Some Buyers are still under the belief that if they go to the Listing Agent, they will get a better deal because they’ll reduce their commission because they are making double. But, in most cases this is WRONG!
Here are several reasons why I would NEVER have a Listing Agent represent the Buyer too.
– If you had a Buyer Agent representing you, you would get 100% of their loyalty. With “dual representations”, at best you will get 50/50. If and agent even sways a bit and gives the Buyer 49% and the Seller 51% of their loyalty, the Buyer no longer has someone looking out for their best interest. But, how are you going to even know if this happens? (If you could prove it, you could sue the agent).
How many times have you heard that a divorce lawyer handling both the spouses has worked out for both parties? How many times has a lawyer represented both the prosecution and the defense?
– With a good Buyers Agent, they will negotiate the best deal for YOU. The opinions of a good Buyers Agent are also valuable. A Buyers Agent will know that if they tell a Buyer that a particular home may not be a good deal, they will help them find one that is. In a dual representation scenario, the Listing Agent knows that they need to get the Buyer to purchase this home or they won’t “double end” the commission. If the Buyer goes away, they’ve lost their double commission. To me, this makes the Listing Agent another party in the transaction so they are now looking out for themselves in addition to the Buyer and Seller. Not good!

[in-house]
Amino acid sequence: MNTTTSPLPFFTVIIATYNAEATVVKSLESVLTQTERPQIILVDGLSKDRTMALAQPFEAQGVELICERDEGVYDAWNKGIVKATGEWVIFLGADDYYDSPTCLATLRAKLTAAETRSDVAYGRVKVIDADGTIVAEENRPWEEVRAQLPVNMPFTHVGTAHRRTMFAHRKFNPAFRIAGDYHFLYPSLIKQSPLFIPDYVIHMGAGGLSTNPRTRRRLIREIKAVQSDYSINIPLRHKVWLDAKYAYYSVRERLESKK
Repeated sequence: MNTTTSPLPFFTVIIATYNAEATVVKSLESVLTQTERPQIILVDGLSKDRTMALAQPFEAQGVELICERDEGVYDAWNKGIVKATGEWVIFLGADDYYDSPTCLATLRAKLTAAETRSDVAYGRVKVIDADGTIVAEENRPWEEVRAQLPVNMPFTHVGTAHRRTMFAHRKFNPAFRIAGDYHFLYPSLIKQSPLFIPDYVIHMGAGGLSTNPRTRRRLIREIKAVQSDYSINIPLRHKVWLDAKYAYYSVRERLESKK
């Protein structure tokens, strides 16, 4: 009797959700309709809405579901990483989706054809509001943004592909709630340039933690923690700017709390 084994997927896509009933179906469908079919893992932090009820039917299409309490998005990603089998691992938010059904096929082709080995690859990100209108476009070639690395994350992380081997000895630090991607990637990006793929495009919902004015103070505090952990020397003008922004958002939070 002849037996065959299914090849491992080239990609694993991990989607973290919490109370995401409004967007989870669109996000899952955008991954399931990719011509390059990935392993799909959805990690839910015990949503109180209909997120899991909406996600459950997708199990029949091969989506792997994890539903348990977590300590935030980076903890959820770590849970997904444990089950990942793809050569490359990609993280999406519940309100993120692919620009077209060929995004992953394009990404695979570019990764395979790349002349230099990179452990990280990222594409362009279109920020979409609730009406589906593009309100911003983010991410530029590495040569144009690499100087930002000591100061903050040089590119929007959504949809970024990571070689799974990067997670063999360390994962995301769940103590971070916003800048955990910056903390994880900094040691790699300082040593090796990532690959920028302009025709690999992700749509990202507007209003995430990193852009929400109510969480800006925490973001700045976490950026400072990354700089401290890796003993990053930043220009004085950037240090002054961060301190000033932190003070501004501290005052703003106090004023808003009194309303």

– Any negotiation benefits goes out the window in a dual representation. The agent knows the Buyer’s secrets and the Seller’s secrets, like the bottom line of what you will pay. Who cares if the agent will throw in $1500 of their commission to lower the price when they aren’t negotiating the best price FOR THE BUYER. You can get an offer accepted for $500,000, minus $1500 from the agent vs. having a good Buyers agent that knows how to negotiate to get an accepted offer for $480,000. Who wins in this scenario??? The Seller AND the Listing Agent, not the Buyer.
– Another bad move is to ask an agent to lower their commission that you want representing and negotiating in your behalf. It’s ok to negotiate commissions BEFORE you agree to have someone represent you but asking a Listing Agent to reduce their fees when you are already using their services does not go over well. I don’t know what other industry where you use someone to do work for you and then ask that they reduce their pay midway through the work. If you do this, then the loyalty from the agent to make sure he’s looking at your best interests is really at risk.
Sorry folks, I see ZERO benefit for the same agent to represent both parties in a business transaction where negotiations are part of it. Especially when it’s the most expensive transaction most people will have in their lifetime! I have never Double Ended a transaction in my real estate career. Actually, that’s a good question to ask a Realtor in an interview. “Have you ever double ended a transaction?”. If they say yes, ask them how this benefited both the Seller AND Buyer.
What’s sad is that most real estate agents celebrate another agent double ending a transaction, wishing it was them. Don’t let a Listing Agent’s GREED affect your Buying power.